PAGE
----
Here’s what I don’t understand about either the politics or the policy of the bailout failure. If the situation is as dire as Kevin Drum says then where’s corporate America? That swathe of American business that isn’t in the finance and housing sectors. ExxonMobil, Wal-Mart, Proctor & Gamble, Johnson & Johnson, Microsoft, Google, Chevron, etc. I mean this as a genuine question, not as an “aha! one lonely blogger has used his powers to prove that there’s no crisis.” But, seriously, where?
A lot of the underlying discussion here seems to take the view that it’s just super difficult to get House Republicans to cast unpopular votes. But it’s not difficult at all! Whenever the House takes up the subject of a minimum wage increase, the majority of House Republicans buck public opinion and vote “no.” In part, that’s a vote of conscience, and in part it’s because there are business lobbies that scream bloody murder about the looming demise of the US economy whenever such a vote is on the table. So where are those lobbies now? Suppose the House were debating the Employee Free Choice Act. We’d be hearing, I think, from the Chamber of Commerce. And from the National Federation of Independent Businesses. And just to keep things bipartisan, not only do conservative legislators regularly cast unpopular votes on behalf of business lobbies, progressive legislators sometimes cast such votes too and also sometimes cast unpopular votes on behalf of union lobbies. And surely if the economy goes into a steep recession that’s no better for Big Labor than it is for Big Business.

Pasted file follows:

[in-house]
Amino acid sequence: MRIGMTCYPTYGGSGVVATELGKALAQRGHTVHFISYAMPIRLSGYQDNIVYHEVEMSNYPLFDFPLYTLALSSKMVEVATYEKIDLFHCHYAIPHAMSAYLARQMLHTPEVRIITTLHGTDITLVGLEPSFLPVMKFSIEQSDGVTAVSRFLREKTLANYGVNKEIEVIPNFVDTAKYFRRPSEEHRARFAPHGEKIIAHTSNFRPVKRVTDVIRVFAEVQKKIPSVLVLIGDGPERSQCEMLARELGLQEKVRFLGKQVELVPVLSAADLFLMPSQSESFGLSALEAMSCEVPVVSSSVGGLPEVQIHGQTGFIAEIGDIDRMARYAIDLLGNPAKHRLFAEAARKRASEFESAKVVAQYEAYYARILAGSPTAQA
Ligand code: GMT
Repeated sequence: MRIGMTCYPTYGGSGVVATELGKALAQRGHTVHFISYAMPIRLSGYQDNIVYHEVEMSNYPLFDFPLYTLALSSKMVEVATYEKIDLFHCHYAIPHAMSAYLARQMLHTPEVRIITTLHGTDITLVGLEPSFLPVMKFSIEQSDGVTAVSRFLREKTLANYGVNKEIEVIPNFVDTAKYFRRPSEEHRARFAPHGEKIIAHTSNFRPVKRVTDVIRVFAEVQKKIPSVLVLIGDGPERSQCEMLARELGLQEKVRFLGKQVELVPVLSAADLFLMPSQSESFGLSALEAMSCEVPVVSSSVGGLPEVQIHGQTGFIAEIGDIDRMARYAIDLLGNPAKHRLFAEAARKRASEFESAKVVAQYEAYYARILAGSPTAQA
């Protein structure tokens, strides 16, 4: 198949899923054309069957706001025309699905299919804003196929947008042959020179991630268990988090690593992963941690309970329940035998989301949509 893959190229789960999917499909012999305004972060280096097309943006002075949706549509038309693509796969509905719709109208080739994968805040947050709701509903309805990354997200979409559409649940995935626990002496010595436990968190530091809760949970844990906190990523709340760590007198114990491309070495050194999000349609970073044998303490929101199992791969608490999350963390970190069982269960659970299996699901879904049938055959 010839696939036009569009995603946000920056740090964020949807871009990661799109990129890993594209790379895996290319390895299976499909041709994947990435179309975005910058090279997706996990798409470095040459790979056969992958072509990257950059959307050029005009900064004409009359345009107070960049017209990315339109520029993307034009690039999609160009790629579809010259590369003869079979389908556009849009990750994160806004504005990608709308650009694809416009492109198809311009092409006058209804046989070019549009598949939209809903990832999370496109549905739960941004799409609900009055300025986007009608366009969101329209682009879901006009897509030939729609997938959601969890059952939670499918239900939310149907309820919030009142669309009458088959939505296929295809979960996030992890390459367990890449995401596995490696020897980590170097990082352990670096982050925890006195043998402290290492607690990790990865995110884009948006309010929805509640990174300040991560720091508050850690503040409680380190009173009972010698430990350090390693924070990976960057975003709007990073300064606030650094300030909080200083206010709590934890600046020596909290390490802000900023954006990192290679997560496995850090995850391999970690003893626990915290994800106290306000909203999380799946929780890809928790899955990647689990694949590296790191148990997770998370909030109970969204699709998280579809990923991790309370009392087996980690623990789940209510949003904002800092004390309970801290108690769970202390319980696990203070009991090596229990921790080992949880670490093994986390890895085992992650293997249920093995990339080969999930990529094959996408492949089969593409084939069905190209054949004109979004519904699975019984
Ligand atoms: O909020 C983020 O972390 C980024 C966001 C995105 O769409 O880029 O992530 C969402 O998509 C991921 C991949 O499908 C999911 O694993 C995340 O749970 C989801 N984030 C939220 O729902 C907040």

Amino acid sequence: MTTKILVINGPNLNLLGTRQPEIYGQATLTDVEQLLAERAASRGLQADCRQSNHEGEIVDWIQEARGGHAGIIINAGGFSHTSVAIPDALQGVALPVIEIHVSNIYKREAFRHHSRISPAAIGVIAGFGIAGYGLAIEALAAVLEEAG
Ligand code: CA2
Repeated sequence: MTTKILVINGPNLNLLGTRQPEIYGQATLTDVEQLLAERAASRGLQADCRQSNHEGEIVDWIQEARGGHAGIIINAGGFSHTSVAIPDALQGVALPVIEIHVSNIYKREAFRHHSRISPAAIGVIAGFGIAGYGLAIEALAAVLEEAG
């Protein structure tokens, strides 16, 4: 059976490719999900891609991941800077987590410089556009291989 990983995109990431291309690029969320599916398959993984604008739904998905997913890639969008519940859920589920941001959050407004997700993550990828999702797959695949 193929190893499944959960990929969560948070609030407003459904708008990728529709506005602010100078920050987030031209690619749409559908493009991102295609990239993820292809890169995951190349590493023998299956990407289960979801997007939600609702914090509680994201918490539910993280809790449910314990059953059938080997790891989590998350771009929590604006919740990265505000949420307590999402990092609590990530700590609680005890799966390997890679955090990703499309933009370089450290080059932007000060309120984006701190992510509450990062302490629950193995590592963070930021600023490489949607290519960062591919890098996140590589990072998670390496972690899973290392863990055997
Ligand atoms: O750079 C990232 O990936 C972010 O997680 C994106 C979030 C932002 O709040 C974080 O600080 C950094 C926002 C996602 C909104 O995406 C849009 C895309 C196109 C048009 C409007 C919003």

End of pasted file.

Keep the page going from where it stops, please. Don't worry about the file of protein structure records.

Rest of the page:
But especially on the right, normally when there’s an issue that’s perceived to be important to American business, corporate America makes its views known and conservative legislators, when asked to jump, say “how high?” I mean, when was the last time House conservatives bucked the interests of large oil companies? And wouldn’t a steep recession be much worse for large oil companies than an offshore drilling moratorium? It’s very difficult to get congress to act when the heavy hitters don’t want to put any skin in the game. I think that is in many ways the big story here. Meanwhile, the failure of this sort of effective lobbying scheme to materialize just feeds left-wing suspicions about the bailout deal — it looks and feels very funny to be saying this bailout serves interests beyond Wall Street when political leaders can’t produce concrete non-Wall Street interests clamoring for it. None of Arizona’s members of congress (four Democrats and four Republicans) voted for the bill, for example. But surely if large Arizona employers like US Airlines, Honeywell, Intel, and Raytheon were on the phones with these guys saying their businesses were going to tank unless they voted “yes” some minds would change.